We picked up two more wickets. Sunny, turning the ball extravagantly sometimes, got one through and hit off stump, and Bruce’s first ball landed in a kind of dugout, a wooden structure a bit like a bus stop only with tables and people with drinks and dogs with drinks. One of the people yelped as the ball shot past her, carromed around the building and came to rest neatly on a table. Her dog, either innately calmer or having seen Bruce bowl before and knowing what to expect, simply looked round and went back to its water.

Bruce was having one of his less economical days and Jack had a bowl, keeping things fairly tight, but Jamie, returning at the other end, got hit around a bit by the tail-enders (who could clearly bat). We hadn’t done badly, but the ground takes some getting used to. Bowling so as not to be hit to the short boundary is a specific skill, and so is knowing which bits of the outfield are reliable. Most of it is, but some of it slopes unexpectedly and you can either find the ball bouncing over you or, as happened to Bruce, simply fall over.

Being more skilled at using the ground and, probably, at cricket, our opponents made things difficult for us. Matt accumulated as he does. Sunny has a liking for the aerial route, which he remembered to restrain, and helped by a few wides they kept the score moving. There was some chuntering about the wides, notably a mutter from extra cover about a ball that had landed on the return crease. This, to be fair, earned the fieldsman concerned a stare from the bowler. In fact after eight overs we were 56 for none, one run and two wickets better than they had been. Soon after that Matt hit across the line and started a slow slide, but it was quite a long while before we were really losing.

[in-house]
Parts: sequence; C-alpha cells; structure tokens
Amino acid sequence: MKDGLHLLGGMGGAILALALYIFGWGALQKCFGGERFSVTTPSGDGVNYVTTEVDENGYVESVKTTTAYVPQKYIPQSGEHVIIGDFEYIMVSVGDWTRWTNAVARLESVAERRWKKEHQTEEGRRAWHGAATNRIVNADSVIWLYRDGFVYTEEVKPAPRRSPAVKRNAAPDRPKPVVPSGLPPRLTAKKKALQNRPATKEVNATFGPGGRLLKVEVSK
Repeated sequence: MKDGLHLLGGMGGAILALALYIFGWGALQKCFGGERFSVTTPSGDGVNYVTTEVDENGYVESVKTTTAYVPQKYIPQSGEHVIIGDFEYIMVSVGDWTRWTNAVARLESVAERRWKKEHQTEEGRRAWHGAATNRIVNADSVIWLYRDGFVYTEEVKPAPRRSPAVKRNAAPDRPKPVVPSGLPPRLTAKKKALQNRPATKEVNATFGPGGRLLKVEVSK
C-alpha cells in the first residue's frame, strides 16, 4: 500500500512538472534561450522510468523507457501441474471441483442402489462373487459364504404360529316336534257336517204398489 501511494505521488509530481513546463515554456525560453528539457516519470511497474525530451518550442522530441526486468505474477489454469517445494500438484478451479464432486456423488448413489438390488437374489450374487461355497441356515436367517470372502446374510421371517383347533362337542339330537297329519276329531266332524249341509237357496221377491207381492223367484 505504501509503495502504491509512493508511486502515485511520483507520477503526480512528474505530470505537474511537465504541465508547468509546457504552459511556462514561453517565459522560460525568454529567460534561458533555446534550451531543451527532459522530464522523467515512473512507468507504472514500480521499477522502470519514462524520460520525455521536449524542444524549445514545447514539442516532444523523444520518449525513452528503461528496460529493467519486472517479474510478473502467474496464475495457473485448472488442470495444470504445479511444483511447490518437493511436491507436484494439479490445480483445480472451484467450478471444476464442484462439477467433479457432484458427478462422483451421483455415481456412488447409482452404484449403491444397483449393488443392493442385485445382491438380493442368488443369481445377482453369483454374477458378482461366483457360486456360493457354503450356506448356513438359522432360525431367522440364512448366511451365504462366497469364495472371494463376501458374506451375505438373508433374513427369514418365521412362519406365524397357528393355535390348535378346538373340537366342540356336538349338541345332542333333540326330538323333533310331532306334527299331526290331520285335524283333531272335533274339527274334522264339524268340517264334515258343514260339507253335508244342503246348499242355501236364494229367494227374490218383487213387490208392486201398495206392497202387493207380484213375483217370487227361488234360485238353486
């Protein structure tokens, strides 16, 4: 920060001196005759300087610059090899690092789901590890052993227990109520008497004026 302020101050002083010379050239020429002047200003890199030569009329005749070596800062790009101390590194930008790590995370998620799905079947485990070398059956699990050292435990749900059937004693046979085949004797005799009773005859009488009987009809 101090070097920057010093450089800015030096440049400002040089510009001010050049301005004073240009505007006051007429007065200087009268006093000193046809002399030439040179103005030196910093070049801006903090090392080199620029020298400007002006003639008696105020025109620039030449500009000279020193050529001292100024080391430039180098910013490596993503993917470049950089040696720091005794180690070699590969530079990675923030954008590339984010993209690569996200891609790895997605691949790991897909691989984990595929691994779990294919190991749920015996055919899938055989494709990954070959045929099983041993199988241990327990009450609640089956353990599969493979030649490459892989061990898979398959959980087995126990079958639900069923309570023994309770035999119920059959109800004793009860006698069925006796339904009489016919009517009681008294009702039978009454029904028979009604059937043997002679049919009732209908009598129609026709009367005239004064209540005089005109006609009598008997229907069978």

A couple of overs later the fine leg fieldsman suddenly became very animated. He seized a branch and started beating the hedge with it, like Basil Fawlty assaulting his car. With a triumphant cry he dived into the newly-made gap in the hedge and pulled out the 0.4-overs-old ball that we had started with. This prize was brought to the bowler, who smiled, polished it vigorously, and bowled a comprehensive wide with it.

In the middle of the next over, Sunny hit it, one bounce, back into the hedge again.

Somewhere around this time, a rumour of a retire-at-50 rule, of which we had not previously heard, started to circulate, but Sunny clipped to mid-on before it could be applied, if indeed it existed. Now the main concern of Poplars was that if we each hit a six we would win. We explained how unlikely it was that Gregory or Bruce would do that. Then Jack did do that. After Jay was run out after he and Jamie got slightly too ambitious we reached the point where a six each wouldn’t do either. Kapil walked across his stumps and was leg before, Jamie drove to long-on. Abdul and Chris each contributed a few runs as the overs ran out.

Then everybody headed to the extremely convenient bar and the very wecome and well-intentioned but slightly less convenient sausages - Gregory is a vegetarian, Abdul is a muslim and Kapil is on a strange diet. We aren’t the easiest side to cater for.

The opposition were left in awe of our fielding. This does not usually happen.

Cricket bat and ball